Running is a very popular form of exercise of a lot of people. I’ve never been a big long distance runner myself. Instead, I’ve focused on distances under 400m. I was always a sprinter in track – running the 100m, 200m, and 400m sprints/relays. Lately though, I’ve discovered a new-found passion for running, and I’ve been implementing heart rate training with great success.
What is Heart Rate Training
Heart rate training is where you base your workout around your heart rate. In other words, instead of using time intervals, such as 1 min on and 1 min rest, you use your heart rate as a guide. Of course, to do heart rate training, you’re going to need to get a heart rate monitor (the one I use). I highly recommend it though, as it’s very eye-opening to see the difference between what is physical exertion compared to what is mental exertion. If you’ve ever wondered if it was your mind or your body giving up on you during a run, a heart rate monitor will show you.
How To Do Heart Rate Training
There are endless ways to do heart rate training, and it’s really going to depend on what you’re trying to accomplish. Here are some ideas:
- To work on speed, you can set a work interval time of 1 minute. You will run as hard as you can for that minute, and then you’ll rest until your heart rate returns to a predetermined level. If that predetermined level is 150 bpm (beats/minute), then you’d run hard for 1 minute, and then walk until your heart rate returns to 150. Then repeat the intervals over and over until your workout is complete. This works well for improving your interval recovery times (the amount of time it takes to recover).
- To work on endurance, you can set your heart rate to be just under your anaerobic threshold. This number is highly variable, but a good guide is somewhere around 180 minus your age. So, if you are 30 years old, you’ll train at around 150 bpm. This trains your body to more efficiently utilize oxygen so that you can primarily use fat for fuel. Since fat stores are theoretically endless, you have the potential to really increase your mile pace times. If you see your heart rate going up, you slow down your pace, and vice versa if you see your heart rate go down.
- You can also use heart rate training to improve your lactate threshold. This is the point at which lactate accumulates in the bloodstream. If you’ve ever felt that burning sensation in your muscles, this is why. Lactate levels increase as you reach your anaerobic threshold. This is where you start using a higher percentage of muscle glycogen for fuel instead of fat. You can use heart rate training to improve (raise) the heart rate at which you start using glycogen for fuel. To do this, you’ll need to run at a pace where you feel the burning sensation take hold. Look at your heart rate monitor and note the beats per minute. You’ll want to exercise as close to this heart rate as possible for the duration of your workout.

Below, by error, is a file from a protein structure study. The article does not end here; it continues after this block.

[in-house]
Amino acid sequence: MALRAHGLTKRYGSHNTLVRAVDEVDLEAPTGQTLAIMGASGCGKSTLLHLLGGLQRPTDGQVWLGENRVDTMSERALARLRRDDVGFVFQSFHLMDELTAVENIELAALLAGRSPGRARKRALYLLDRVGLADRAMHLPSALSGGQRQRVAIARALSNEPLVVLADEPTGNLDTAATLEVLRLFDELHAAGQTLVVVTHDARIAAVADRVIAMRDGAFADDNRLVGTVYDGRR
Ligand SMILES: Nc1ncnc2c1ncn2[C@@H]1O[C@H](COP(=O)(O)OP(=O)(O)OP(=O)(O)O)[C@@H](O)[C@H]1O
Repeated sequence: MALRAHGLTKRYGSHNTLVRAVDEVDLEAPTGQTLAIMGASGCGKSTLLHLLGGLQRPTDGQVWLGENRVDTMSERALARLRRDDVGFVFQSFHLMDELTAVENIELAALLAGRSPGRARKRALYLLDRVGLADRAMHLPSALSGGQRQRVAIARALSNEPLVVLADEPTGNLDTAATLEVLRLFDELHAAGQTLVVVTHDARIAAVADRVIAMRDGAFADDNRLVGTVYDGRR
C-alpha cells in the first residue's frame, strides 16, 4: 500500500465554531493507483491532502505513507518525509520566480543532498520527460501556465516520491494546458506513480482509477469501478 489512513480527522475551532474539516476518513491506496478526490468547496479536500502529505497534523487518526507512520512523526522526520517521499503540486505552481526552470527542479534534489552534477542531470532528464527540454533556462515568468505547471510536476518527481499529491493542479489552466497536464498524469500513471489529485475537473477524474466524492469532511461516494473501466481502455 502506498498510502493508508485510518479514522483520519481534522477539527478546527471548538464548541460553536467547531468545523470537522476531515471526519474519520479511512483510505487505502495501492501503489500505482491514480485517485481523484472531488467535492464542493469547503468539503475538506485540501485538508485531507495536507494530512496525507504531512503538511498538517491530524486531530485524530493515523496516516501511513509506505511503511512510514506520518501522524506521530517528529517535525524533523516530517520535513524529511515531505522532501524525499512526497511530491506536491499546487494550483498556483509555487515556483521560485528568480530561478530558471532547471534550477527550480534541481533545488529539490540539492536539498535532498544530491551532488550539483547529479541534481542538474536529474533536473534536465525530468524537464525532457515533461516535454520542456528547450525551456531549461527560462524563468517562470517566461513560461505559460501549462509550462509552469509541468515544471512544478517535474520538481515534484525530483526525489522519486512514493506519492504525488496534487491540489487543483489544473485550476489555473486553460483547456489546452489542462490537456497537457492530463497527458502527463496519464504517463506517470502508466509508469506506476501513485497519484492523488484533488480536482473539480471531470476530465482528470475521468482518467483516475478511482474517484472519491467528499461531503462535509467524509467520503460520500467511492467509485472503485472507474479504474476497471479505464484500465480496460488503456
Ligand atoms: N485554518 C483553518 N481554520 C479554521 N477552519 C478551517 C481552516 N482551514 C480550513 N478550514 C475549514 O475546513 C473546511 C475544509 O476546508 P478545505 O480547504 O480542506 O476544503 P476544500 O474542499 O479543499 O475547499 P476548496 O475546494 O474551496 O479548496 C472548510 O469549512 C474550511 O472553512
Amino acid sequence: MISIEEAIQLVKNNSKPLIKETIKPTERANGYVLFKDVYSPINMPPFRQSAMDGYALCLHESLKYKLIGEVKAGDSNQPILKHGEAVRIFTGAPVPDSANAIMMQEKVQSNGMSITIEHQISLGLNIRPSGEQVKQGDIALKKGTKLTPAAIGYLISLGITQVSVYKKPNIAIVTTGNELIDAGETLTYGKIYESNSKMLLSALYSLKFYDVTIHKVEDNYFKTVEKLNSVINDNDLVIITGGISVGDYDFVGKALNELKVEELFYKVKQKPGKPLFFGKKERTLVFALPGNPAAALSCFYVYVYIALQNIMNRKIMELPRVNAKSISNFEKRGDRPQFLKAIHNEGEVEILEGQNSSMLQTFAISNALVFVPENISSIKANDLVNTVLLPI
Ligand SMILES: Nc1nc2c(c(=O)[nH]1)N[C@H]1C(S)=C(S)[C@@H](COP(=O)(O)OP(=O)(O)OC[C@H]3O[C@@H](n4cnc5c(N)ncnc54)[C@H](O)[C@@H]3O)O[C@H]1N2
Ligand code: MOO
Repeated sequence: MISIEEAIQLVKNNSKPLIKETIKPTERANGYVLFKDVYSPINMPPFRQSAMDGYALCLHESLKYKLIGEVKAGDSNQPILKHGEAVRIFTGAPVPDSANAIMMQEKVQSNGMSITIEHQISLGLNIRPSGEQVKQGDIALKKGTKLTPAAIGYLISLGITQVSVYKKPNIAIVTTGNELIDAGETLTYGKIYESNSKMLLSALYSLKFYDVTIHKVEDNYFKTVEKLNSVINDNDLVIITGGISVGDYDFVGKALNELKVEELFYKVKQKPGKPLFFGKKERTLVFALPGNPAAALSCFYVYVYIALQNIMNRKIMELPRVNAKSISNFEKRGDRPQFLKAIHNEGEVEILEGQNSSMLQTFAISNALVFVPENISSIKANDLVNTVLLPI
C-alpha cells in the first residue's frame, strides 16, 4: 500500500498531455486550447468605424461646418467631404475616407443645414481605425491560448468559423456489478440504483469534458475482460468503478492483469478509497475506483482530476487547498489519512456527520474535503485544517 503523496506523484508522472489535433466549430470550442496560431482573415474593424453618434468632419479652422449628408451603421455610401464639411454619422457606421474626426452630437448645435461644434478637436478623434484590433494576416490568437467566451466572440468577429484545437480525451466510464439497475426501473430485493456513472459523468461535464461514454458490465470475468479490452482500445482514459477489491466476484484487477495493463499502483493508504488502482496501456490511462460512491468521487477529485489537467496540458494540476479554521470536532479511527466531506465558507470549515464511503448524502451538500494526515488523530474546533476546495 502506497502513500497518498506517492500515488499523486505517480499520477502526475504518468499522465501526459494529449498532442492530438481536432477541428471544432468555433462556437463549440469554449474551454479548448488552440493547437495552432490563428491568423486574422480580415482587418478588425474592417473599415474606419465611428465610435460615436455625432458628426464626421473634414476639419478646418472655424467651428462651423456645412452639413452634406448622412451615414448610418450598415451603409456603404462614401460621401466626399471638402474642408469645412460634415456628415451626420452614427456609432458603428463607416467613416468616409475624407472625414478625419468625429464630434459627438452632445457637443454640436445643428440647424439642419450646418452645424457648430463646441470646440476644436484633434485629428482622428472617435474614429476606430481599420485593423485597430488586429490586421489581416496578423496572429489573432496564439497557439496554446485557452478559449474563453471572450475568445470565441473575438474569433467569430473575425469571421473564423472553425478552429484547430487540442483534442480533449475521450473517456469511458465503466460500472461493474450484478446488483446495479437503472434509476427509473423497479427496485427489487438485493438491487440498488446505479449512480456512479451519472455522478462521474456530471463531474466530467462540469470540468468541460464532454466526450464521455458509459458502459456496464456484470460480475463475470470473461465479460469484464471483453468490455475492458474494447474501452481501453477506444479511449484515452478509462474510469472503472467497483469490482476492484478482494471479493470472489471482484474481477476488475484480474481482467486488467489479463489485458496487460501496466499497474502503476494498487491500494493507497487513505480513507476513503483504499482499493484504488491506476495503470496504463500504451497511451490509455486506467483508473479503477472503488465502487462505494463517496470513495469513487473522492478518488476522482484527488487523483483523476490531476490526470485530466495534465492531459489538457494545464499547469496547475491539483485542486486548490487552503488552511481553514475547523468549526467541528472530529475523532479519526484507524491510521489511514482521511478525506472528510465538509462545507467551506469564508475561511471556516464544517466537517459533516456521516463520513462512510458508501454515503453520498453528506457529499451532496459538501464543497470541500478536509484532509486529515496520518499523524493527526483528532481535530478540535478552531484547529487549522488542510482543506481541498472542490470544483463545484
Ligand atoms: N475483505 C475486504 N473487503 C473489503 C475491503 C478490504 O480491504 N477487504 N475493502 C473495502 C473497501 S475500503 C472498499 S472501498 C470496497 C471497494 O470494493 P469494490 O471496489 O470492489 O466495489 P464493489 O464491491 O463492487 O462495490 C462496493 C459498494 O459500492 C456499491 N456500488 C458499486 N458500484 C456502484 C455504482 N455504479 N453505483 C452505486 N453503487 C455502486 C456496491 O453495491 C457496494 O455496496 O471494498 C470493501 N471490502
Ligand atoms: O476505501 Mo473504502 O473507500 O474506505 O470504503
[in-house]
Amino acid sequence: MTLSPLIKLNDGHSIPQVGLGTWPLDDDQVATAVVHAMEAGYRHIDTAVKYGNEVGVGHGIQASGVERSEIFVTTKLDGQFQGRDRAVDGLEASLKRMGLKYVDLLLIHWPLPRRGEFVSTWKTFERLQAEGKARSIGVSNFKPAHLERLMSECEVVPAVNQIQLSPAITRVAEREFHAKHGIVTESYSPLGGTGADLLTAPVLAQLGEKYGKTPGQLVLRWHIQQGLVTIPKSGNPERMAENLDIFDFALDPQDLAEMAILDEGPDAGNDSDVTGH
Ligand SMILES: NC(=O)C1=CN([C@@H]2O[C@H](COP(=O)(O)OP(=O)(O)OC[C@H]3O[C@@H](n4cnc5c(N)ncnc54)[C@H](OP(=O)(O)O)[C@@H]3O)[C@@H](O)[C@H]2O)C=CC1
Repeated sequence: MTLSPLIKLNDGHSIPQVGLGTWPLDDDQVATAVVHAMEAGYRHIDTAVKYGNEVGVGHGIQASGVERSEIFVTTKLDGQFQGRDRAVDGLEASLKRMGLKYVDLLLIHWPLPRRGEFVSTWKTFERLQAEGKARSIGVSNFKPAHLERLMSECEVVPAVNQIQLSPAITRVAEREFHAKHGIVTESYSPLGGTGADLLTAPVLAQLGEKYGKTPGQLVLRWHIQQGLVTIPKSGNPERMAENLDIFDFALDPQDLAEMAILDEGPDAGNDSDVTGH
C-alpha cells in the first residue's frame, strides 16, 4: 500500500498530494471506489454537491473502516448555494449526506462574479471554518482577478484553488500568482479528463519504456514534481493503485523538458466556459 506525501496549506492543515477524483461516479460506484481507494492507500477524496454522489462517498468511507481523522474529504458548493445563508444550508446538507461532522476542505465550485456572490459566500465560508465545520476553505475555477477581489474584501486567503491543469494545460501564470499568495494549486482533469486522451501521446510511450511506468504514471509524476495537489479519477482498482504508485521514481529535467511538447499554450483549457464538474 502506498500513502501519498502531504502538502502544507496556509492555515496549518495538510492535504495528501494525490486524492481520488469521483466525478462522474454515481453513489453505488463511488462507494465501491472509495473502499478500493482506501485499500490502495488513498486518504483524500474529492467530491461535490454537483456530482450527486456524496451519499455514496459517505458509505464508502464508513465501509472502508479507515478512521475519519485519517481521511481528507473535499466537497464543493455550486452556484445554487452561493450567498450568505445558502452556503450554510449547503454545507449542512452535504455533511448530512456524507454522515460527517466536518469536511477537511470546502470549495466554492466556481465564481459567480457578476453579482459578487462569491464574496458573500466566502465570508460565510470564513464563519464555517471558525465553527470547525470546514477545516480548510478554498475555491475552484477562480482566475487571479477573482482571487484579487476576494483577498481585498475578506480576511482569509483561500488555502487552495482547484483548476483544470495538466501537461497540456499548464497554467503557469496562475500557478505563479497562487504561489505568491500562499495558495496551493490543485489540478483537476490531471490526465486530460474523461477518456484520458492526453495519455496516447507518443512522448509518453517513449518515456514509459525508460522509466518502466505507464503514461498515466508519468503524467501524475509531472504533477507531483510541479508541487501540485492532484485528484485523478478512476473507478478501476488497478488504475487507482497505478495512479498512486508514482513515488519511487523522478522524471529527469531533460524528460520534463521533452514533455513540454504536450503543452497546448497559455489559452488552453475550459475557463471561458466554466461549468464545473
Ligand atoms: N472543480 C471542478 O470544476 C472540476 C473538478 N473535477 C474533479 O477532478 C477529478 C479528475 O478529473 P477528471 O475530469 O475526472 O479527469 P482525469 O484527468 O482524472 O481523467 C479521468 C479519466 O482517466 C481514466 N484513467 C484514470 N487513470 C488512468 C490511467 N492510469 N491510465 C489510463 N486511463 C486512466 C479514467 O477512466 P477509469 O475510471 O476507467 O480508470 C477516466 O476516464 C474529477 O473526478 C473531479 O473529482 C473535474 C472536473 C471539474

Benefits of Heart Rate Training
The benefits of heart rate training are numerous. Besides making exercise more interesting, it also gives you the ability to add a little variety to your workouts. Not to mention, anytime I buy a new electronic fitness device, it always sparks a new-found level of motivation. My last device to spark that kind of motivation was the BodyMedia FIT calorie tracking armband, and this time around it’s the Omron heart rate monitor. Besides the mental benefits, heart rate training also has these physiological benefits:
- Improved mitochondrial density – mitochondria are where fatty acids go to die. They are the cell powerhouses that take fatty acids and eventually convert them to ATP (energy). Heart rate training improves the density of mitochondria in the muscle (increases the number of them) so that your body is better able to utilize fat for energy.
- More efficient fat burning – heart rate training raises the level at which your body begins to predominantly use glycogen for fuel. For example, before heart rate training, you might have had a fat/glycogen “crossover” of 150bpm (note that the crossover isn’t a sudden switch. It’s a gradual progression). After a period of heart rate training, you might be able to eventually increase this level to 160bpm. What this means, is that you can now work harder, run faster, and maintain that pace for a longer period of time since your body is able to utilize oxygen and fat more efficiently.
There are so many more benefits to heart rate training. If you haven’t already given it a try, I highly recommend it. It’s always nice to monitor your body in new ways during exercise, and a heart rate monitor does just that. For a change of pace (pun intended), give it a try. Already utilize heart rate training? Let us know what you do for your workouts in the comments below.
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